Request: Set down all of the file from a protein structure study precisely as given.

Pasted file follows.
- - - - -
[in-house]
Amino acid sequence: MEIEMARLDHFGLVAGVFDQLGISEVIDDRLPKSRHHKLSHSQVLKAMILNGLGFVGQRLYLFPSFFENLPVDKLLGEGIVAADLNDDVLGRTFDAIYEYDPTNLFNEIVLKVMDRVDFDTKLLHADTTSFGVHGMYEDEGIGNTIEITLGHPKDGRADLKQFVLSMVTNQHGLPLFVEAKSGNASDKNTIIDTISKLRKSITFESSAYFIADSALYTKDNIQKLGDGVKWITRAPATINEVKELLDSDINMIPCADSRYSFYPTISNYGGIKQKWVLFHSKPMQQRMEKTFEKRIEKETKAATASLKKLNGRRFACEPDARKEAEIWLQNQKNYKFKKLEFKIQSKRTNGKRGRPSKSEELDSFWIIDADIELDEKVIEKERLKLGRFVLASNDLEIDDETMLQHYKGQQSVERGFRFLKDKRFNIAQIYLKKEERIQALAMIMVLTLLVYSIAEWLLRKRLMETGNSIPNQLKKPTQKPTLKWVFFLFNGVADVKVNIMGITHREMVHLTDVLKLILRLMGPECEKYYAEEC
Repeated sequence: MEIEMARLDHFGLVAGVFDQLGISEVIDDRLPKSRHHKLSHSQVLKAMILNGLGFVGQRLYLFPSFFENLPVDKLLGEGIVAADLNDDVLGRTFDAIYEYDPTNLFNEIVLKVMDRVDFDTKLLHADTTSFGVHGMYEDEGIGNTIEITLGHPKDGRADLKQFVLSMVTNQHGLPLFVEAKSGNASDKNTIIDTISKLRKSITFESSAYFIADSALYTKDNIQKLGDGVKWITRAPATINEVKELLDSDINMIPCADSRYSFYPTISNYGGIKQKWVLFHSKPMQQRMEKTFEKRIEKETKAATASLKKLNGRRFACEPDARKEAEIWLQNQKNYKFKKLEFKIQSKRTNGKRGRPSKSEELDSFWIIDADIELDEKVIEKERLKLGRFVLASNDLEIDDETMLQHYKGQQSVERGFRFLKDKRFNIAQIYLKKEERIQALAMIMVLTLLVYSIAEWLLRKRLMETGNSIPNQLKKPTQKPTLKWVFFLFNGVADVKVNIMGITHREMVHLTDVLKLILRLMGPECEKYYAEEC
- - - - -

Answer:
[in-house]
Amino acid sequence: MEIEMARLDHFGLVAGVFDQLGISEVIDDRLPKSRHHKLSHSQVLKAMILNGLGFVGQRLYLFPSFFENLPVDKLLGEGIVAADLNDDVLGRTFDAIYEYDPTNLFNEIVLKVMDRVDFDTKLLHADTTSFGVHGMYEDEGIGNTIEITLGHPKDGRADLKQFVLSMVTNQHGLPLFVEAKSGNASDKNTIIDTISKLRKSITFESSAYFIADSALYTKDNIQKLGDGVKWITRAPATINEVKELLDSDINMIPCADSRYSFYPTISNYGGIKQKWVLFHSKPMQQRMEKTFEKRIEKETKAATASLKKLNGRRFACEPDARKEAEIWLQNQKNYKFKKLEFKIQSKRTNGKRGRPSKSEELDSFWIIDADIELDEKVIEKERLKLGRFVLASNDLEIDDETMLQHYKGQQSVERGFRFLKDKRFNIAQIYLKKEERIQALAMIMVLTLLVYSIAEWLLRKRLMETGNSIPNQLKKPTQKPTLKWVFFLFNGVADVKVNIMGITHREMVHLTDVLKLILRLMGPECEKYYAEEC
Repeated sequence: MEIEMARLDHFGLVAGVFDQLGISEVIDDRLPKSRHHKLSHSQVLKAMILNGLGFVGQRLYLFPSFFENLPVDKLLGEGIVAADLNDDVLGRTFDAIYEYDPTNLFNEIVLKVMDRVDFDTKLLHADTTSFGVHGMYEDEGIGNTIEITLGHPKDGRADLKQFVLSMVTNQHGLPLFVEAKSGNASDKNTIIDTISKLRKSITFESSAYFIADSALYTKDNIQKLGDGVKWITRAPATINEVKELLDSDINMIPCADSRYSFYPTISNYGGIKQKWVLFHSKPMQQRMEKTFEKRIEKETKAATASLKKLNGRRFACEPDARKEAEIWLQNQKNYKFKKLEFKIQSKRTNGKRGRPSKSEELDSFWIIDADIELDEKVIEKERLKLGRFVLASNDLEIDDETMLQHYKGQQSVERGFRFLKDKRFNIAQIYLKKEERIQALAMIMVLTLLVYSIAEWLLRKRLMETGNSIPNQLKKPTQKPTLKWVFFLFNGVADVKVNIMGITHREMVHLTDVLKLILRLMGPECEKYYAEEC